A quirky American trait is that we like to dichotomize everything.  Like a well coiffured  TV preacher, not a sprig of grass can be out of place in our lawns.    Our lawns must be manicured to perfection with nothing to disrupt  the monochromatic green.   Like a nose pimple on prom night, any imperfection in the lawn, tiny though it be, screams for unwanted attention.   We like order, perfection, sequence and separation.   We are a nation of OCDers whether we admit it or not.  Two follows one and always precedes  three.  A, B, and C are always in that order.  Who made up that rule and why?  Chinese, Thai, Mexican, and Italian  foods are all delightful bits and small pieces of this mixed with that and drowned in some tasty sauce.  Our American food, on the other hand, is cooked as separate  individual units, and then compartmentalized  and served  in conditions not unlike  those  of the Ebola isolation wards at the CDC.   Cafeteria food trays always have dividers so that our foods don’t touch each other.  There must be no contact between peas and meat.   Potatoes must not intrude on the carrots and the salad must be in a separate bowl all together.  Panic ensues if the mashed potato dam breaks prematurely  flooding the Jell-O salad with gravy.

Nowhere does our separation fetish appear more blatantly than in our sports.   American football is a dream come true for people liking rules, order and dichotomy – 100 yards, 50 yards, 10 yards, four downs,  quarters, halves, off-sides ,  time limits to kicking the ball,  extra points, measuring chains,  touchbacks, holding calls, no head butts, no roughing the kicker, no taunting, no late hits, timed and counted time outs.  Even the  cheerleaders get into the dichotomy act by wearing uniforms with two distinct parts,  the upper  reductionist part and the lower reductionist part, separated from each other  by as much of nothing as possible.   Football is a game designed by a committee of  Obamacare bureaucrats.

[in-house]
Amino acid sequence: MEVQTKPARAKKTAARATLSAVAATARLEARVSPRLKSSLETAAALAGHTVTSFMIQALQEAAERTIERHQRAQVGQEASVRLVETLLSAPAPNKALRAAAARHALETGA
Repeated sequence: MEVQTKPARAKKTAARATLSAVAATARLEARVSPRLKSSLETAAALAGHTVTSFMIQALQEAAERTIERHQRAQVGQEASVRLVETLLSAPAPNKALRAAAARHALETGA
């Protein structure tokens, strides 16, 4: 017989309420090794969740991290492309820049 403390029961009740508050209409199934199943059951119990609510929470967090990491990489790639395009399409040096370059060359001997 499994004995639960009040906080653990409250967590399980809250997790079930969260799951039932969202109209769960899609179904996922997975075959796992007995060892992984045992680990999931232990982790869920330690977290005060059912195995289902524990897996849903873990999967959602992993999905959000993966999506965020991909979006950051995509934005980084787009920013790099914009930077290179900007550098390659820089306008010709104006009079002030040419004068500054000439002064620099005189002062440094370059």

Our lawns, like our football, and like our food reveal our  national  obsession with OCD.  Grass must be kept at least  half an inch from all hard surfaces such as driveways or sidewalks.  The green lawn must end where the flower garden starts and preferably be separated by some kind of divider, be it plastic, stone or old railroad ties.    Brown spots  in the grass are like a great big red, Hester Prynne  “A”  sewn to the front of your shirt, a  sign of shame,  embarrassment and infidelity to the American dream.    What all this means is there is a never ending battle between  Joe Home Owner  and nature.   Nature is our tireless enemy committed to destroying  us by ruining our lawns.    The average American homeowner now looks at the Grand Canyon and thinks, “Dude, God forgot to put a downspout in the right place.” Or “ the timber line along the western  slope of the Grand Tetons isn’t even.”  Or, “ like bummer man, that  white sand beach in the Caribbean  bay  is curved and needs to be straightened .”   Our OCD  with lawn care has turned us against nature.  Just as a woman will pluck out her eyebrows and then paint fake ones above her eyes, a lawn of artificial turf, immutable, perfect  and eternal  is becoming an item to be desired.

Am I glad winter is finally over?  Yes, I think so,  but I’m already looking forward to fall when yard work and the nightmare of maintaining the American dream can be laid to rest under a delightful blanket of snow  for another restful  four or five months.   Oh, autumnal equinox, oh winter solstice, wherefore art thou?


*Serious note:  While I am a skeptic, bordering on total denial of man made global warming,  I do fear the overall damage from the use of fossil fuels. The degradation of the environment caused by drilling, mining, transporting,  making energy portable, habitat loss and habitat pollution  are all reasons to rapidly seek other forms of  clean, portable  energy.    However, the biggest  environmental disaster challenging the world today is unrepentant  materialism which causes us to accumulate more stuff than  we need, whether it be stored in our house, garage, rented storage units or around our waists.